hello to everyone!
i have the global g-2 and i have bought this sharpener witch have ceramic wheel...it will keep my knife sharp? thanx!!
Globals ship with a convex edge. They make a big deal out of it, but it's more an artifact of the type of sharpening equipment they use, which was more an economic than a performance decision.
The manual and electric pull-through sharpeners Yoshikin sells for Globals (the manual pull-throughs are branded "MinoSharp," the electrics are branded "Global" but are manufactured by the same people who make Chef's Choice), the , sharpen to a 15* flat bevel. Since the factory edge only lasts a few months, and your own sharpening is for the life of the knife, Yoshikin is implicitly endorsing the 15* flat bevel.
As a consequence of the type of alloy used to make the knives, Global knife edges are easily deformed by impact. 15* is not at all conservative. Rather, it's about as acute as you want to take a Global.
Getting back to convex vs flat bevels, there are arguments to be made for each geometry. FWIW, Wusthof claims a big improvement in sharpness since they switched from hand-sharpened convex bevels to laser guided flat bevels.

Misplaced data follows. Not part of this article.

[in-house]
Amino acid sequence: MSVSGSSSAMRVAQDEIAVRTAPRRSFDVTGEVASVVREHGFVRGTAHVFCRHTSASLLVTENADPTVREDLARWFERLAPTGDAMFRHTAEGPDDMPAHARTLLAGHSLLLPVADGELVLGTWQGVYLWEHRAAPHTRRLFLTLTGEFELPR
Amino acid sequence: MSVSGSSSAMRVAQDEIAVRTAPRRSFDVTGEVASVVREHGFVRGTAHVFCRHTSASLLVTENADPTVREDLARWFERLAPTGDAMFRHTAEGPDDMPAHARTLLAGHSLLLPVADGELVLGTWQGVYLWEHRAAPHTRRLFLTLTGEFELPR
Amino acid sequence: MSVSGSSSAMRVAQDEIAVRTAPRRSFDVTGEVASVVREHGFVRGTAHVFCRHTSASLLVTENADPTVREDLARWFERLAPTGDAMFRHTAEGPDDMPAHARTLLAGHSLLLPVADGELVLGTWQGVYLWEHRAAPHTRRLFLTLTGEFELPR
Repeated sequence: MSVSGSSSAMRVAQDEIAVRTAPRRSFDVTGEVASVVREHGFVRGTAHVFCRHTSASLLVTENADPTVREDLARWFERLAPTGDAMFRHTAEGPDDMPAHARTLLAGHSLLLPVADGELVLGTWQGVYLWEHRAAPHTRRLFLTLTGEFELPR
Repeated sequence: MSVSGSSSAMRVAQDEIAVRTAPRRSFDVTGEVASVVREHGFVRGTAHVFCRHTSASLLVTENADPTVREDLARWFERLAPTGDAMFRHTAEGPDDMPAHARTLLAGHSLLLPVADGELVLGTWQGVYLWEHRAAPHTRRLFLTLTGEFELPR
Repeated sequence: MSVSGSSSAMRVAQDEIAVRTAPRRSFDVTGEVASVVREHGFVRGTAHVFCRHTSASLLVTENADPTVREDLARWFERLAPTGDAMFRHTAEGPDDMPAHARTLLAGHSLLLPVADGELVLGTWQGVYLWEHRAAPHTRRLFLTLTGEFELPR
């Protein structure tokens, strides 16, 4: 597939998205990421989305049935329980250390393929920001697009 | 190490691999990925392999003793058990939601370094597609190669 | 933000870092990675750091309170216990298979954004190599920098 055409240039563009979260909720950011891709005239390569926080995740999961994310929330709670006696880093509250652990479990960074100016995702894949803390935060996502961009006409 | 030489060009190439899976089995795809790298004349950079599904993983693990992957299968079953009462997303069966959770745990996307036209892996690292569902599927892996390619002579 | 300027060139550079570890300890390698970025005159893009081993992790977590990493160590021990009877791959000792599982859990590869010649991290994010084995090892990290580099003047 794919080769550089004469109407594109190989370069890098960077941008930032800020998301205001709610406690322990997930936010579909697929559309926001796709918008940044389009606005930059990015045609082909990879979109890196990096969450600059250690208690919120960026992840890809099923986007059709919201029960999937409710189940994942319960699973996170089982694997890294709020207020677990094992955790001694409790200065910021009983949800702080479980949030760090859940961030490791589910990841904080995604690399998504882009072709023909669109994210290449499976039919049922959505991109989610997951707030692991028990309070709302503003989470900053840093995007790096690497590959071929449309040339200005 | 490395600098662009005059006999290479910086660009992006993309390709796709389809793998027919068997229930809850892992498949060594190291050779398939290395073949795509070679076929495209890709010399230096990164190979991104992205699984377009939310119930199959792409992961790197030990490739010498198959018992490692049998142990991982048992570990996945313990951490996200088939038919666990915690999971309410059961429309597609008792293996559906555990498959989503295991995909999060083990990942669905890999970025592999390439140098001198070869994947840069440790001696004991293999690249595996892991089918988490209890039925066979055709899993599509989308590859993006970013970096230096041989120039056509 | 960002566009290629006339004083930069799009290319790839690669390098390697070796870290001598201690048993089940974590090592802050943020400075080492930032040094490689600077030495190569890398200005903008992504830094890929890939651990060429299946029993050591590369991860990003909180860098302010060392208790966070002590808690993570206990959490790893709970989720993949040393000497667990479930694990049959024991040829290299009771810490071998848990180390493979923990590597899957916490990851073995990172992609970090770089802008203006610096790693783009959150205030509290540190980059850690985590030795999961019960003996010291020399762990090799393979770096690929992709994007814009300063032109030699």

When everything is said and done, it's a good idea to focus on the best edge you can sharpen as opposed to what comes out of the box. Most people either can't sharpen a convex bevel, or don't want to take the time... so that means a flat bevel. Well, maybe not so much flat, as flatish. Most people have some wobble and other error in their angle-holding, which means that as a practical matter, most knives end up with some degree of convexity.
European manufactures use a wide variety of angles for their knives, depending on all sorts of things which may or may not matter to you. As a sort of rough rule of thumb, I suggest sharpening your Euro knives to a 15* flat bevel. If the edges collapse too easily and need too frequent steeling, try sharpening a 20* micro-bevel over that; in my experience, that works for nearly everything including knives which get used for very heavy-duty tasks.
The micro-beveling advice depends on your skill level as a sharpener. Don't try for fancy-shmancy edges until you can do consistent and effective basic sharpening.